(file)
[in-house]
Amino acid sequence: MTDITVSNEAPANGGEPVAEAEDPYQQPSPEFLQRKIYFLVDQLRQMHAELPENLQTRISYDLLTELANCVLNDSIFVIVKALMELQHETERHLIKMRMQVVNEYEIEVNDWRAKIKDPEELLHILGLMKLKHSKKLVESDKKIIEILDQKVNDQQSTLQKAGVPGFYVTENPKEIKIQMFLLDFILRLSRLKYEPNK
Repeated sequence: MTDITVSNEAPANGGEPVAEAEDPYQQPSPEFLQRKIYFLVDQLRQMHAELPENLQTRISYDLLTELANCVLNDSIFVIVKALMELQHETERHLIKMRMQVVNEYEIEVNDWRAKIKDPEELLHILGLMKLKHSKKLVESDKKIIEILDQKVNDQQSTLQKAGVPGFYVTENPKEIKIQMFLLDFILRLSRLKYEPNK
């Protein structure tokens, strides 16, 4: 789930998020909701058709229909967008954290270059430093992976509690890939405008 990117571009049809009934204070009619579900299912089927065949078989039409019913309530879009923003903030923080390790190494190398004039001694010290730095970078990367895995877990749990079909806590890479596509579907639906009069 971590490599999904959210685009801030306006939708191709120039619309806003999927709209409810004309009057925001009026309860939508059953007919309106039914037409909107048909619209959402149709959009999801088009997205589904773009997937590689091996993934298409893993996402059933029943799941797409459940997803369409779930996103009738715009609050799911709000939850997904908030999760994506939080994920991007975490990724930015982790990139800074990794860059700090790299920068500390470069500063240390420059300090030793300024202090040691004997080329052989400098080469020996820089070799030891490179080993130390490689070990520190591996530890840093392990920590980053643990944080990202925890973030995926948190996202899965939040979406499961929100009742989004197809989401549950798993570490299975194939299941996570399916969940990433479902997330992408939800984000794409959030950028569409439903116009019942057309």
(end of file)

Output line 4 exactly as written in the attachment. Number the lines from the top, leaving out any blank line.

């Protein structure tokens, strides 16, 4: 789930998020909701058709229909967008954290270059430093992976509690890939405008 990117571009049809009934204070009619579900299912089927065949078989039409019913309530879009923003903030923080390790190494190398004039001694010290730095970078990367895995877990749990079909806590890479596509579907639906009069 971590490599999904959210685009801030306006939708191709120039619309806003999927709209409810004309009057925001009026309860939508059953007919309106039914037409909107048909619209959402149709959009999801088009997205589904773009997937590689091996993934298409893993996402059933029943799941797409459940997803369409779930996103009738715009609050799911709000939850997904908030999760994506939080994920991007975490990724930015982790990139800074990794860059700090790299920068500390470069500063240390420059300090030793300024202090040691004997080329052989400098080469020996820089070799030891490179080993130390490689070990520190591996530890840093392990920590980053643990944080990202925890973030995926948190996202899965939040979406499961929100009742989004197809989401549950798993570490299975194939299941996570399916969940990433479902997330992408939800984000794409959030950028569409439903116009019942057309």